BIO: Karen Coulter has been part of the Earth First! movement since 1984 and an activist since 1980. She is a naturalist who has spent the last 23 years as co-founder and director of Blue Mountains Biodiversity Project getting to know the forest ecosystems and wildlife of eastern Oregon. She has spent most of every summer in the forests field-surveying thousands of acres of proposed timber sales to protect biodiversity and ecological integrity. She has also been a principal activist with the Program on Corporations, Law, and Democracy; a Board member of the Fund for Wild Nature; and a campaigner for Greenpeace International. She currently volunteers withPortland Rising Tide and works with Blue Mountains Biodiversity Project. She has given workshops on Biocentrism and Deep Ecology at an Earth First! Organizers Conference in Florida and at an Earth First! regional rendezvous in Oregon.

 

Cascadia Rising: Biocentric Resistance panel, Part 1

program date: 
Mon, 04/28/2014
 

Biocentric Resistance as Catalyst for Bioregional Resistance

A workshop led by Karen Coulter

mountainAs the global climate crisis and the spreading radiation from the Fukishima nuclear reactor melt-down demonstrate, the destruction that humans cause to the environment now transcends national boundaries and cannot be repaired with technological solutions or societal value systems that continue to prioritize human desires above ecological limits. For bioregionalism to work in creating a viable future, it is necessary to have a biocentric value system, in which the well-being and flourishing of non-human life has value in itself, independent of the usefulness of the non-human world for human purposes. The richness and diversity of life forms are valuable in themselves.

The philosophy of Deep Ecology posits that humans have no right to reduce the richness and diversity of ecosystems except to satisfy vital human needs. Present human interference with the non-human world is excessive and is rapidly worsening. Policies that need to be changed affect basic economic, technological, and ideological structures. Deep ecologists believe that those who subscribe to these ideas have an obligation to try to implement the necessary changes.

This workshop on Biocentrism and Deep Ecology explains these concepts, explores what changes would need to be made, and examines activist struggles and movements within Cascadia that have pursued these goals.

BIO: Karen Coulter has been part of the Earth First! movement since 1984 and an activist since 1980. She is a naturalist who has spent the last 23 years as co-founder and director of Blue Mountains Biodiversity Project getting to know the forest ecosystems and wildlife of eastern Oregon. She has spent most of every summer in the forests field-surveying thousands of acres of proposed timber sales to protect biodiversity and ecological integrity. She has also been a principal activist with the Program on Corporations, Law, and Democracy; a Board member of the Fund for Wild Nature; and a campaigner for Greenpeace International. She currently volunteers withPortland Rising Tide and works with Blue Mountains Biodiversity Project. She has given workshops on Biocentrism and Deep Ecology at an Earth First! Organizers Conference in Florida and at an Earth First! regional rendezvous in Oregon.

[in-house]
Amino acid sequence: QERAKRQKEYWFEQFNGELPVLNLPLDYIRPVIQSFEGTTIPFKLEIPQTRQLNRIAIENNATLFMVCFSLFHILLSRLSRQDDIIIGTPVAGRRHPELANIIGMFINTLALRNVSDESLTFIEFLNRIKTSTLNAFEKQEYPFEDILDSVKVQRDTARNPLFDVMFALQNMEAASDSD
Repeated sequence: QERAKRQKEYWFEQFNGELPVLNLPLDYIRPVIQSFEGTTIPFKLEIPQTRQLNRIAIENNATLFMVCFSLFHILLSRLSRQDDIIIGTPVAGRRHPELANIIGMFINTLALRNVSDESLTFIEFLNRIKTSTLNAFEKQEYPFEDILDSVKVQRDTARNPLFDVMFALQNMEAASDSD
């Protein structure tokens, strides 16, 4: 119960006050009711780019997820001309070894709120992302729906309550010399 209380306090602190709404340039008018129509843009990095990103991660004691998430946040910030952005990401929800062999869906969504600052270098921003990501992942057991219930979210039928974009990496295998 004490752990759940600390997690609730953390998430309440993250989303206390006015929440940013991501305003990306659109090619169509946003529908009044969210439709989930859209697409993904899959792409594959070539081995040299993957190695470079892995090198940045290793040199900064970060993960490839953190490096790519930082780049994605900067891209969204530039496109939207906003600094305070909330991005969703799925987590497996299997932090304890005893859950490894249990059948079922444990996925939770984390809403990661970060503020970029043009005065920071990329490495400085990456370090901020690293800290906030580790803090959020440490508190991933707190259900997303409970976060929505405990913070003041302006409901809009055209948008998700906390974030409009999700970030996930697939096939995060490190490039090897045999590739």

• Length: 46:00 minutes (42.12 MB)
  • Format: MP3 Mono 44kHz 128Kbps (CBR)

Cascadia Rising: "Appropriate Appropriation" panel, Part 2

program date: 
Mon, 04/28/2014

Appropriate Appropriation and Ancestral Technology

A Panel with Peter Bauer and Eric Bernardo

glassknapping2-300x200There is growing interest in using ancestral technology as a mechanism for living more sustainably, connecting with ancestral heritage, and providing for yourself with things from nature, or the simple enjoyment of crafting with your hands. While all humans have used various forms of these technologies, there is often friction between Native Americans and non-natives in the United States. This friction stems from the misappropriation of these technologies by non-natives, the privileged position non-native people have of being able to do these things at all (i.e. financial access to schools and gatherings), and a general lack of knowledge of traditional “prehistoric” European traditions among both Native Americans and non-natives. There will never be one right way to practice ancestral technology in a way that appeases everyone’s sensibilities. However, we must spark this discussion on a larger scale to increase the number of people working together and to reach a deeper understanding between different cultures in order to have mutual respect. This panel discussion is a step in that direction.